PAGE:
By Monte Reel
Washington Post Foreign Service
Saturday, October 1, 2005
RIO DE JANEIRO -- As she walked home through the twisting, narrow passageways that honeycomb the large hillside slum of Rocinha, Denise do Espirito Santo spotted a young man following her.
She recognized him as a drug dealer, part of an armed gang that holds sway over much of the neighborhood, but she wasn't afraid. When she reached home, she said, she waved goodbye to him and stepped through the door she had left unlocked while shopping.
"The dealers watch out for everyone in the neighborhood 24 hours a day, doing what the police don't," said do Espirito Santo, 43. "People here fear the police and their guns more than they do the dealers."
The inverted realities of Brazil's poorest neighborhoods have added complexity to the debate about gun control, but later this month every citizen from 18 to 70 will confront a clear, yes-no question: Should the sale of all types of guns and ammunition be banned nationwide for everyone except the police and military?
The Oct. 23 referendum, in which all adults must participate (voting is optional for those over 70), will be the first time any country has taken a proposed gun ban to the national ballot. Brazil has the highest number of firearms fatalities in the world, with more than 36,000 people shot dead last year, according to government figures.
Initial surveys indicate that most Brazilians favor a ban, hoping it will at least reduce the large number of guns circulating in the country. Opponents argue that banning guns will do little to stop criminals while making it harder for citizens to defend themselves.
Internationally, gun control advocates and opponents are monitoring the campaign closely, studying the possibility that the referendum could be replicated elsewhere.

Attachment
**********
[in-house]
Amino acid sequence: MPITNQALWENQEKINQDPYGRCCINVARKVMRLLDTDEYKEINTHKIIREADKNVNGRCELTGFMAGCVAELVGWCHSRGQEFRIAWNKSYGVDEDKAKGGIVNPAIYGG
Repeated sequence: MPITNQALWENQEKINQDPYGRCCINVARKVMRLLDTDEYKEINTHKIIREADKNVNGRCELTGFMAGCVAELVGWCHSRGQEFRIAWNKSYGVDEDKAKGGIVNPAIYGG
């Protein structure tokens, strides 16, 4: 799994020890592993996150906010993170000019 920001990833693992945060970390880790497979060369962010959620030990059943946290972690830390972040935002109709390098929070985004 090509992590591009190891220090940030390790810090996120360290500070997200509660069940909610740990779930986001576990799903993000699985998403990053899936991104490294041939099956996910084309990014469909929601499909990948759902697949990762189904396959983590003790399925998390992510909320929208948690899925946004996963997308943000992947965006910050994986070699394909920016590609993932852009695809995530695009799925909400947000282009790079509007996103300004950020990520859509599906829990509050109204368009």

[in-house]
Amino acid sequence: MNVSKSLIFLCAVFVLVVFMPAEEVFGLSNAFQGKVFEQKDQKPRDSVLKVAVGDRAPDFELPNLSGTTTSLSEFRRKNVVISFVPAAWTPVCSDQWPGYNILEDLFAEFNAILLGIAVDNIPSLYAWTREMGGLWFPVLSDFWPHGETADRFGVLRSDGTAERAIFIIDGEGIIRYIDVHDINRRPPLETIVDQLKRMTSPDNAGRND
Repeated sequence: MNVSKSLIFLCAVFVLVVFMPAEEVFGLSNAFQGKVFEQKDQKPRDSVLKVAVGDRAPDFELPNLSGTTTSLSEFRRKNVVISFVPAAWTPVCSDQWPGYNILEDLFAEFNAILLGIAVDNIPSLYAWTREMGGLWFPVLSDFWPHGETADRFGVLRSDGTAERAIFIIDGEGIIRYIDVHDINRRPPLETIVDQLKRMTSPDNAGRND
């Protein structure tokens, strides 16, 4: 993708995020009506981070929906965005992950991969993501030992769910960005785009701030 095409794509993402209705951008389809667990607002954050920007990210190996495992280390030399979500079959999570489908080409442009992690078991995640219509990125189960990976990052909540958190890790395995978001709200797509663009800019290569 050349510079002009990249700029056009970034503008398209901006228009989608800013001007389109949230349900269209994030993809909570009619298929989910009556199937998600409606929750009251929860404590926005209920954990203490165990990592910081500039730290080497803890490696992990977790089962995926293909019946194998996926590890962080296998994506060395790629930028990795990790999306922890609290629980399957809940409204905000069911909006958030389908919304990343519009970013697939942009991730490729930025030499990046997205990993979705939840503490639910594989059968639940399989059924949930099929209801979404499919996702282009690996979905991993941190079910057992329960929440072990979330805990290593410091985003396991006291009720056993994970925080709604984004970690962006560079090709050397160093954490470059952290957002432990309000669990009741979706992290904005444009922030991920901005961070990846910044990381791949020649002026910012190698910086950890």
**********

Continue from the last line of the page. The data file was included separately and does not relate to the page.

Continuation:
"If the ban is passed, then I definitely expect other countries to try the same thing," said Rebecca Peters, director of the International Action Network on Small Arms, a coalition of nongovernmental organizations leading a U.N. effort to curb the illegal gun trade. "It will send a message to other countries influenced by powerful gun lobbies that it's possible to work around them."
All of that means little in Brazil's poor urban neighborhoods, known as favelas , where the only relevant question is whether a gun ban would make people safer. Nationwide, the number of shooting deaths has more than doubled here since the early 1990s.
Do Espirito Santo, who works at a nursing clinic in Rocinha, said a 17-month turf war among rival drug gangs and violent clashes with police have eroded the feeling of security she once felt at home. Her son Rajiv, 13, still plays in the neighborhood, but he follows one unbreakable rule: If you see trouble, run straight home.
"It's not that bad," Rajiv said, adopting the casual tone that is customary among favela residents when speaking of violence. "I see more people with guns in other parts of the neighborhood than I do here around our house."
Throughout Rocinha, where an estimated 150,000 people live, residents are familiar with the referendum. Television and radio stations have championed it and promoted a ban on guns for the past two years. TV Globo even incorporated the issue into the story line of one of its widely watched soap operas.
Supporters of a ban do not claim that outlawing the sale of guns and ammunition would put a stop to violence. Instead, they say the initial aim is to reduce the huge number of guns flooding the country of 186 million people. An estimated 17.5 million guns are currently in Brazil, about 90 percent in civilian hands and half of them illegal.